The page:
9/10

Buy this book: UK/US

2 Responses to “At the Mountains of Madness by H. P. Lovecraft”

  1. Will Hart says:

    I had read and enjoyed “At the Mountains of Madness” many times over the years, but it was only after I did the reading mentioned below (as well as “Fungi from Yuggoth” and “The Hound”) that I truly began to believe that you need to hear Lovecraft’s words to truly appreciate them.

    We don’t look at sheet music, which is the documentation of a song, and appreciate the music until we hear it; and the written word is the documentation of a story that needs to be told, performed, or at least read out-loud with feeling.

    I don’t care how many, or how few times someone has read Lovecraft’s stories, but I encourage them to try reading aloud for the experience of feeling and hearing the words that are released from the page.

    I hope anyone who listens to my readings, which I have tried to make 100% true to Lovecraft’s texts, will find some of the audio revelation I have had while reading them too.

    “At the Mountains of Madness” the complete, unabridged William Hart reading of the original 1931 H. P. Lovecraft novella that Guillermo del Toro and James Cameron are about to base their 3D Universal Studios movie upon, is now freely available in MP3 format for downloading from several online sites.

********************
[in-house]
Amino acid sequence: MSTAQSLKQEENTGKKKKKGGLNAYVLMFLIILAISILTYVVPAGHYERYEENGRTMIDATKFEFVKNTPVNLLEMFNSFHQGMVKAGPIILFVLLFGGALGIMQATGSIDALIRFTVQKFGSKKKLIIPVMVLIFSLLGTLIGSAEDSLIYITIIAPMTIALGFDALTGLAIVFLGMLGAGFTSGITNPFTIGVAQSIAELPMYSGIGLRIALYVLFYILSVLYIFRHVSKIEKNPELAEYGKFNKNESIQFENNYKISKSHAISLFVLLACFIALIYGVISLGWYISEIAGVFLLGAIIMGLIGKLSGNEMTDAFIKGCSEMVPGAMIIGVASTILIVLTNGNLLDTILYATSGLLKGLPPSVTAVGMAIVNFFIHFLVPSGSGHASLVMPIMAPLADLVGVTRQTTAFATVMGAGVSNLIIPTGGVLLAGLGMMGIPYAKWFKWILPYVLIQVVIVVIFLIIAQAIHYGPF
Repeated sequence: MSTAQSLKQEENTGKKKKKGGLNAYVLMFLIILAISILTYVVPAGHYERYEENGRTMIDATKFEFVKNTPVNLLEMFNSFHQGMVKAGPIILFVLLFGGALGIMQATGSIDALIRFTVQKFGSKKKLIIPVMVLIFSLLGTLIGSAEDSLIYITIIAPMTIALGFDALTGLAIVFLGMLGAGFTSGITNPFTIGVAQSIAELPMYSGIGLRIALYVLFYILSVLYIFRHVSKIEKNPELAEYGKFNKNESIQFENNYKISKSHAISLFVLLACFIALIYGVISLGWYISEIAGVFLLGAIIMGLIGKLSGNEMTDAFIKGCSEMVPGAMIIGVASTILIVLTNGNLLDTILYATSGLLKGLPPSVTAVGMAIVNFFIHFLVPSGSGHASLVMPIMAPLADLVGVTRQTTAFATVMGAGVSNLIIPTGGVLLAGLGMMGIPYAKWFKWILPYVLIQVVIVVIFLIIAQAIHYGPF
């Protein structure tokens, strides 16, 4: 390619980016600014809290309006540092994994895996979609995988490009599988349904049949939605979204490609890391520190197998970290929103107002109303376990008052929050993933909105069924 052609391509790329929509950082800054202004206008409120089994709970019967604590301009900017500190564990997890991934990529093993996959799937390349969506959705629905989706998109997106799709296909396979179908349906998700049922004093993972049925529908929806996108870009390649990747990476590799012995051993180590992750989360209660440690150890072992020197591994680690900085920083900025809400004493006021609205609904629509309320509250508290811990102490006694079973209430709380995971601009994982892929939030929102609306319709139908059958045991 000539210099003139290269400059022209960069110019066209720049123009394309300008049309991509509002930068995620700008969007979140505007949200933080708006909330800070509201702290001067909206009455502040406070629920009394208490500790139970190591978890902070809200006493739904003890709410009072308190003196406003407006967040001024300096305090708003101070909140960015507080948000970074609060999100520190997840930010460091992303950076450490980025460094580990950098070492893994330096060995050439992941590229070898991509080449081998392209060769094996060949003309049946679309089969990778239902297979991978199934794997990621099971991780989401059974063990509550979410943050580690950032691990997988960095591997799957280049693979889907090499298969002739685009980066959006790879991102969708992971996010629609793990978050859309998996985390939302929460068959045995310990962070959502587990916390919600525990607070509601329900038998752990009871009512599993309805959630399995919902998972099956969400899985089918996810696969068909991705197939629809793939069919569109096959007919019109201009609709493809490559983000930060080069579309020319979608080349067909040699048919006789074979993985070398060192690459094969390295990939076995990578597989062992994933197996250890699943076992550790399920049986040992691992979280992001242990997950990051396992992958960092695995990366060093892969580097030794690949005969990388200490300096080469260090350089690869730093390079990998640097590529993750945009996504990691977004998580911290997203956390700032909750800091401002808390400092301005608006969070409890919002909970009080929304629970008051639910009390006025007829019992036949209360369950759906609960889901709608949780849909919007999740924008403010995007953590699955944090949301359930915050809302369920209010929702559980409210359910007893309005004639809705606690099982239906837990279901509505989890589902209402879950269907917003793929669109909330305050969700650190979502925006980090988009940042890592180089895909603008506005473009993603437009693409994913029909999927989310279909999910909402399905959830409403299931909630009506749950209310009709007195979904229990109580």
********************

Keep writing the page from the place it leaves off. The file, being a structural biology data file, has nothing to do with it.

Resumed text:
The novella is twelve chapters long, and runs about 4-1/2 hours.

    Find it, and more Lovecraftian readings at:

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  2. Paris Michael says:

    Yes, one needs to hear the work to appreciate it. There is a brand new professionally directed and narrated audio book available from the directors/producers of the new At The Mountains Of Madness movie…

    But Del Toro and Cameron are not doing the movie – having been removed or remove themselves from the Universal project – who really knows which?

    Through the last couple years of struggle with Universal, anger over potential R ratings, 150 million dollar proposed budgets and A-list actors “attached” who never even heard of the deal… Obviously, Del Toro and Cameron were faking us all out and hoping to fake out Universal, too… Cruise was never attached, either. It seems this was a project that had no chance of success.

    But now that Del Toro and Cameron are gone from At The Mountains Of Madness, Mihai and Sparks are making the H.P. Lovecraft film adaptation.

    The Producing-directing team of Carrie Cain Sparks and Shadow Mihai – shadowmihai.com have announced they have begun pre-production on an original feature film adaptation of H.P. Lovecraft’s At The Mountains Of Madness. As a precursor to their film, they last week released the sjLume.com audio book version of Lovecraft’s At The Mountains Of Madness along with a companion e-book version in various electronic formats. The audio book was directed by Shadow Mihai.

    I haven’t seen the script (they won’t let a stumbler like me near it with a 30 foot word processor) but Director Mihai, who wrote the script for the new adaptation, insists that there is plenty of theme based faithfully on the original Lovecraft work, and several unconventional storytelling angles that are compelling and unusual. Sparks and Mihai say that the production values will be similar to the intended Del Toro work. They will shoot live action and in the 3D format.

    So many of us Lovecraft fans and horror fans (and fans of 3D film) were let down when Del Toro dropped At The Mountains Of Madness. But Mihai and Sparks intend to produce the film out of their own company, Stella James Studios. A start date for the historic film is supposed to be announced this week on sjLume.com.